Before you even ask: No. “No” is the answer to your question about whether San Francisco’s real estate market has come down to Earth. It hasn’t.
In fact, nothing has changed that would counter the publicity the city received with a well-circulated photo of 16 De Long Street, a decrepit-looking shack with 765 square feet. (Google it.) The Outer Mission home is priced at $350,000, despite looking like a stiff wind could blow it over. And it might well be sold by the time you read this.
As they say on public radio’s Marketplace, let’s look at the numbers.
To recap, the previous median home price peak in San Francisco was $895,000 in 2007. As of midyear 2015, the median home price in the city is $1,250,000, reports Paragon Real Estate. Between 2007 and 2015, that median hit a low of $690,000 in 2011. (The median price for condominiums here went from $770,000 in 2007 to $1.1 million by June 2015, with a low of $647,000 in the trough of 2011.)
John Burns Real Estate Consulting says that “San Francisco … has become permanently more expensive over time as it grew its economy and desirability and became much more supply-constrained.” Burns’s latest Intrinsic Home Value Index claims San Francisco homes are overvalued at 29.3 percent. But when Quicken Loans compared what homeowners perceived the values of their homes to be and what professional appraisers estimated them to be, it listed San Francisco second in the nation (after San Jose) in which appraiser estimates were higher (by 5 percent) than homeowner estimates.
The San Francisco area did rank in first place in Realtor.com‘s
list of the 20 hottest real estate markets as of the end of August. Pacific Union notes that San Francisco homes are selling in just 29 days — we’ll see if the $350,000 shack meets the challenge. However, there is always a caveat when you go deep-diving into data from real estate research firms: The numbers may vary. Pacific Union says those fast-moving houses in San Francisco are going for a median price of $748,000, which, as any real estate investor will tell you, is about the price of two tumble-down shacks on De Long Street.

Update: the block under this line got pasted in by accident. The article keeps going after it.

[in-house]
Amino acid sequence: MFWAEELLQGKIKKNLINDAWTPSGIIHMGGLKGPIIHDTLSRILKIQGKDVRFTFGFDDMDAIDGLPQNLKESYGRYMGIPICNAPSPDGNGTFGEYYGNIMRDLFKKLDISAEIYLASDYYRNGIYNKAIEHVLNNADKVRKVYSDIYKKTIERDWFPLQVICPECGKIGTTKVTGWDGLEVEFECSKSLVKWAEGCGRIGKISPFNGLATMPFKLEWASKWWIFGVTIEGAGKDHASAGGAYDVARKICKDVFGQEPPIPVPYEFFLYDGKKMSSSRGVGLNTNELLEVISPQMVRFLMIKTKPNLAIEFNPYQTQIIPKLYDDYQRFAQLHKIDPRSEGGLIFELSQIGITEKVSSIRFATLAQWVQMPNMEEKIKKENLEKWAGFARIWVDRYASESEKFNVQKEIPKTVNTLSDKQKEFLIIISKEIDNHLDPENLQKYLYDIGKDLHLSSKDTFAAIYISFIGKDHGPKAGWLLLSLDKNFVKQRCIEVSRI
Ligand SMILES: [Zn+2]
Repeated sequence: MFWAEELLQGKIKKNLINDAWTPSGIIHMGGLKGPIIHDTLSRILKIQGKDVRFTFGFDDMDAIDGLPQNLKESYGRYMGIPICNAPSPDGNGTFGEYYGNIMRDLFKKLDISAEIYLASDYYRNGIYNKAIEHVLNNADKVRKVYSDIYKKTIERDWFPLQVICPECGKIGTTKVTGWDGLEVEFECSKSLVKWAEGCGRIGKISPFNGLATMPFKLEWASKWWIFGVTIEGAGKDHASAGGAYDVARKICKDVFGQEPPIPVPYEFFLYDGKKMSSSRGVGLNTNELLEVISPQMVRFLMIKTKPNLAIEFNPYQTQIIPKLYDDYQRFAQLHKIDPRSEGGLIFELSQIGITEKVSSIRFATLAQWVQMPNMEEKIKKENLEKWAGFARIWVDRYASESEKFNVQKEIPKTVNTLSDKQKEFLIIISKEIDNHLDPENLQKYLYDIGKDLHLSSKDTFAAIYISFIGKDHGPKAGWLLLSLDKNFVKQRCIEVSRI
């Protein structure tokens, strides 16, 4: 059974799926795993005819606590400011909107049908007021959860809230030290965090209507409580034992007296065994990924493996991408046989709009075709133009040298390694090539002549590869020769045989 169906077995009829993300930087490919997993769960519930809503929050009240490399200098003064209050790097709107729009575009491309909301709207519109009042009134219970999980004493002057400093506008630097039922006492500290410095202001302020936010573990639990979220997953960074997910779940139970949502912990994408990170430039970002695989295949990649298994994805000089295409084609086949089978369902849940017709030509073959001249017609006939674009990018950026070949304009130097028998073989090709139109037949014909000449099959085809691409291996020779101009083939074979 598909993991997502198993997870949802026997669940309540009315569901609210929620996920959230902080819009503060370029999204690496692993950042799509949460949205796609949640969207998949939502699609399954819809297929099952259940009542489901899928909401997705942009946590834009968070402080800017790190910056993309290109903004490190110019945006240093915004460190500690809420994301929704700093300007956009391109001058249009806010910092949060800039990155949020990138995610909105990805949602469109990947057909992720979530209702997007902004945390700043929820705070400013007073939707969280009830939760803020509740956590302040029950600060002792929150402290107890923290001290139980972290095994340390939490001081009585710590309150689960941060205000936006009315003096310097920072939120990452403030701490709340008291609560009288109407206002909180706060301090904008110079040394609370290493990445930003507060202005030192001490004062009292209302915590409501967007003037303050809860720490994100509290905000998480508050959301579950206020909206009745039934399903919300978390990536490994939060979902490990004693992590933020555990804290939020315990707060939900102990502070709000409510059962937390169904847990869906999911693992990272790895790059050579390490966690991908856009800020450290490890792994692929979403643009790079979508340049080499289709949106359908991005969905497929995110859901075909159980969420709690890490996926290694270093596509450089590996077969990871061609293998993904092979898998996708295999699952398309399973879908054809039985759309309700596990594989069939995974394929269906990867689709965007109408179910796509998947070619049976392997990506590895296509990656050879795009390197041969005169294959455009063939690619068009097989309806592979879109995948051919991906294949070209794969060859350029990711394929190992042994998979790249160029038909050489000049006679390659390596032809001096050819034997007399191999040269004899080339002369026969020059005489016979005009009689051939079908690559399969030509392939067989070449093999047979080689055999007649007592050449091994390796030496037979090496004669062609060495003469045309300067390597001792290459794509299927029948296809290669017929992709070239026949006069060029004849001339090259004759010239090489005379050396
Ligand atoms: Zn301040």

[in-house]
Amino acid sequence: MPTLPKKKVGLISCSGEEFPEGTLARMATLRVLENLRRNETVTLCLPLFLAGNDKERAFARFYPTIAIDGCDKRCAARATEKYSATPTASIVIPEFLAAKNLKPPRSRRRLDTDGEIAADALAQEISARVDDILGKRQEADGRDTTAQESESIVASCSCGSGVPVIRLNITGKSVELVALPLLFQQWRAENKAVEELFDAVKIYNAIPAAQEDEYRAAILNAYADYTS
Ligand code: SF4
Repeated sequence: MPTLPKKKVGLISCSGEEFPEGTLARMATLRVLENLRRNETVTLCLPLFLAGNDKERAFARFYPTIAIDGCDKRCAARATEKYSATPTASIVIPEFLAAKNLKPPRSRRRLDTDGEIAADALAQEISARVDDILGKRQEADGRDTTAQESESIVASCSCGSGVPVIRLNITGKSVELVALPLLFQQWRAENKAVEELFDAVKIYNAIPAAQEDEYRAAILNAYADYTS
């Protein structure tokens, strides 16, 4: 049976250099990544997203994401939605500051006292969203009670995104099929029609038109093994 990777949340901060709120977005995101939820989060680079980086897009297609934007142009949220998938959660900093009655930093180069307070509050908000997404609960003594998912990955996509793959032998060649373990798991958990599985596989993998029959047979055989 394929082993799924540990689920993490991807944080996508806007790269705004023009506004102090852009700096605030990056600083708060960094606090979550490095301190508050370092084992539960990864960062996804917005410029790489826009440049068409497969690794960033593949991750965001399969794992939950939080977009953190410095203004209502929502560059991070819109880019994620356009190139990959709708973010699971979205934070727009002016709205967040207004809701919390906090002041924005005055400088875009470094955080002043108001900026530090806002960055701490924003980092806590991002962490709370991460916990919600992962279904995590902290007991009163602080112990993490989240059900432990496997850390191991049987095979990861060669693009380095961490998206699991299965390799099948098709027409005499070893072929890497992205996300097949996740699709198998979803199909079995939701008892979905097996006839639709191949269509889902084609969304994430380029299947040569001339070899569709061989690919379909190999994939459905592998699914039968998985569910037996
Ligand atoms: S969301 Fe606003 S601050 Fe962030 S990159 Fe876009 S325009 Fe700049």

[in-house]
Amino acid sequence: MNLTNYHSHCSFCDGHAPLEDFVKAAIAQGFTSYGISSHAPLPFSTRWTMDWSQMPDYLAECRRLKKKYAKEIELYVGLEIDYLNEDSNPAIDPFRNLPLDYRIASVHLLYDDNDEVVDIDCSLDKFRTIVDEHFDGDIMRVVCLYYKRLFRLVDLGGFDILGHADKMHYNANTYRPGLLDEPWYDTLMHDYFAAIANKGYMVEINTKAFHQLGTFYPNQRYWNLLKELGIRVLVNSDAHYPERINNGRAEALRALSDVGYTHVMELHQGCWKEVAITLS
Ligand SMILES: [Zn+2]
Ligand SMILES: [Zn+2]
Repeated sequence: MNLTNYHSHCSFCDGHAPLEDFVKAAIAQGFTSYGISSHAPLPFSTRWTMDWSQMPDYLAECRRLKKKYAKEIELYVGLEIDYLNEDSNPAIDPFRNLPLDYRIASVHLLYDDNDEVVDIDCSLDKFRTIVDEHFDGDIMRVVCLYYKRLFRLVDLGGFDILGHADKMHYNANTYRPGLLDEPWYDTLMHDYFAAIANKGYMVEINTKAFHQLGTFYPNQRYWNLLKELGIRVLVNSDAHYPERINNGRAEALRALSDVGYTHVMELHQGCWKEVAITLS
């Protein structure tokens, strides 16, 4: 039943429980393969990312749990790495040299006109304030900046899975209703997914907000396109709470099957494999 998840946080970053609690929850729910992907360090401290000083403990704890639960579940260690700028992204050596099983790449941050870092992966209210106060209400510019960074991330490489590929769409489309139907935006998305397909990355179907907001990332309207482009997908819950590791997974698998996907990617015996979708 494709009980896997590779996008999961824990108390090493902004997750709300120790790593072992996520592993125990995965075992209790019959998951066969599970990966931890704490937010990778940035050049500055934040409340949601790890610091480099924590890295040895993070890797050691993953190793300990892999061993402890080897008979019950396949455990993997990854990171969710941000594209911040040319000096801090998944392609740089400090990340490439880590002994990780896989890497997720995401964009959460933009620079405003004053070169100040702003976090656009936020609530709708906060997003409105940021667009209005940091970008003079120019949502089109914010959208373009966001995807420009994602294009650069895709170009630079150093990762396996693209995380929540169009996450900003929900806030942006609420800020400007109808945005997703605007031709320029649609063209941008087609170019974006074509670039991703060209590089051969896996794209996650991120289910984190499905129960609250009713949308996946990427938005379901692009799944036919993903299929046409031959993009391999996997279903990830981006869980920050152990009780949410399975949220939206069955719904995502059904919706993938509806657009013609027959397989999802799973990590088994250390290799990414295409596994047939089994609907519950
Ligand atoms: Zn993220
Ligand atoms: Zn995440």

EVERY BARGAIN IS RELATIVE
Assuming someone has snatched 16 De Long Street out from under you but you still want to pay less than $1 million, where can you go? Paragon cites the Excelsior/Portola region as having the most house sales under $1 million; there, the media sales price is $800,000. In second place was Visitacion Valley/Silver Terrace, where the median price is $681,000, followed by Bayview/Bayview Heights at $660,000.
Condos of course typically cost less than single-family homes, and they are believed to appreciate at a slower rate. To buy a condo, co-op, or TIC in San Francisco for less than $1 million, Paragon directs you to the Outer Richmond or to Diamond Heights, noting that the “overall S.F. median condo price in the 2nd quarter of 2015 was about $1,125,000. Sales under $1 million still occur in almost every area of the city that features these property types, but a studio unit in Russian Hill may cost the same as a two-bedroom unit in downtown.”
If luxury is your goal and you have $2 million or more to spend, check out Pacific Heights, Presidio Heights, the Marina, and Cow Hollow, which have the most homes for sale priced at $5 million or more. Noe Valley, Eureka Valley, Cole Valley, Clarendon Heights, and formerly sleepy Glen Park have the most homes for sale between $3 million and $5 million; those neighborhoods also have the most units for sale between $2 million and $3 million, says Paragon.
THE COMMERCIAL MARKET
It isn’t just private residential housing that is off-the-charts in San Francisco. Commercial real estate — office, multifamily, retail, and industrial space — is also surging, and JLL Edge calls it a bubble. It’s worth considering what they’re saying.
“Access to top talent is the leading reason San Francisco is being chosen over Silicon Valley,” says JLL Edge. “Today’s hot startups are software/internet-based companies, not the hardware companies that gave Silicon Valley its name. Without reliance on space-intensive R&D facilities, these companies can base location decisions purely on people.”
Briefly stated, San Francisco has the people power that these companies need, especially for the younger workers tech companies crave. Tech companies new and old are taking up massive amounts of office space in San Francisco, where the office space is artificially constrained through voter initiative just as the residential market has been kept smaller than is needed to service the market need.
We’ll let JLL give the benediction: “San Francisco’s commercial real estate market will correct, it’s only a matter of when, and how severely. … Is San Francisco’s talent pool deep enough, and is the region’s housing/transportation infrastructure strong enough, to support the total number of jobs that this speculative leasing implies? Yes, over half of San Francisco’s new office construction is preleased, but what about the rest? Unless preleasing continues at its torrid pace, office developers will face similar moments of truth as their buildings near completion with vacancy left to lease.”